After about 20 minutes, the rate at which your brain processes information slows. So have a little 5 minute break, this can be anything from making yourself a cup of tea to watching a silly cat video.



It has also been proven that watching something mindless after learning something vital helps to put it into your long term memory. Just don’t do it too often. If you are bad for procrastination, then don’t use this technique!


14. Know what equations are given in the exam and which you’ll need to remember


If you do enough questions, you’ll probably end up remembering most of the equations anyway. It doesn’t hurt to remember the ones on the equation sheet, but learn the ones that aren’t given to you first.


15. Use rubber duck revision


Yes, the famous ‘rubber duck revision’. If you don’t know what this is, it’s just pretending that you’re a teacher (teaching your rubber duck). It really helps to put things into your long term memory when you teach it to someone (or something) else.


16. Revise in the shower


This might sound strange, but you spend a lot of time in the day just doing every day tasks (like showering and eating). You can put a few notes on the wall of the shower and have a little read over them whilst washing out your shampoo! I had labelled cells, equations and nuclear processes written on mine. It also helps that you can write in the steam!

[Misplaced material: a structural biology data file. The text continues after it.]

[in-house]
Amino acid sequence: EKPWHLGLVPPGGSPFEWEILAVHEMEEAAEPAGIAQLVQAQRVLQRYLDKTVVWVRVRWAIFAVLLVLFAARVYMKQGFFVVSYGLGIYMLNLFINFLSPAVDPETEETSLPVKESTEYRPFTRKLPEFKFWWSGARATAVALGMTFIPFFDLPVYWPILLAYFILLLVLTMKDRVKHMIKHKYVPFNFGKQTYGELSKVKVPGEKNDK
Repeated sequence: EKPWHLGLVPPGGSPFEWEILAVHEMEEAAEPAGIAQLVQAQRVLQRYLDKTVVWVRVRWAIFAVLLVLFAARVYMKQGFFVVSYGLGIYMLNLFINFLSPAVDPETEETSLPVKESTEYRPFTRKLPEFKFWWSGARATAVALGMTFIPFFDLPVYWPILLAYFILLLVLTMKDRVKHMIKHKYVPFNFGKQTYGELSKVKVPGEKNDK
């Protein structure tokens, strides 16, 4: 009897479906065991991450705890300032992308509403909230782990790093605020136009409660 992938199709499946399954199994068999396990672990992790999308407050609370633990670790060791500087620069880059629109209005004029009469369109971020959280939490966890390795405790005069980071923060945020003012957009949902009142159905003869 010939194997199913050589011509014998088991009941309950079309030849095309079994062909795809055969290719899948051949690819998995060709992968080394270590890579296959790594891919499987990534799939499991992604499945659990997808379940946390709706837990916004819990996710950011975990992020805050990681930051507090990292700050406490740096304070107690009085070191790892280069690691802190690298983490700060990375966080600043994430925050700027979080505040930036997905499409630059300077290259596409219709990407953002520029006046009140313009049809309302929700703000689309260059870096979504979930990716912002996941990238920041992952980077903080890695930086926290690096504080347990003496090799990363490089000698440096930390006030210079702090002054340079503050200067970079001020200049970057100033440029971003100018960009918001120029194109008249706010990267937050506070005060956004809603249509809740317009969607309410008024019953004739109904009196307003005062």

17. When revising, if something doesn’t quite make sense at first, then find a different source to explain it


If something doesn’t make sense, then it usually helps to find a different explanation. For example, a YouTube video, different book or even asking a friend! No matter what, you have the potential to understand, so you just need to find the right explanation.



18. Sounds silly, but don’t contradict yourself


You will lose marks for contradicting yourself in an exam. Some people think that if they’re not sure on whether the answer is X or Y, they just write both… this is wrong, pick one.


19. Make sure you’re well rested


Your mind will be clear and you will find it easier to remember things if you are well rested.


20. Don’t believe people when they say ‘if you don’t know it by now, you won’t know it at all’


This is just not true. You should take your revision notes to the exam and read through them just before going into the hall.


21. Use Study Rocket to revise – believe me, it’s great!


Study rocket is a great way to revise, since it breaks down all of the course content for you into lovely, tasty chunks! Having pictures and animation there to explain difficult concepts cuts the learning process in half and makes life that little easier. Each section also has exam style questions (and answers) so that you can test yourself along the way.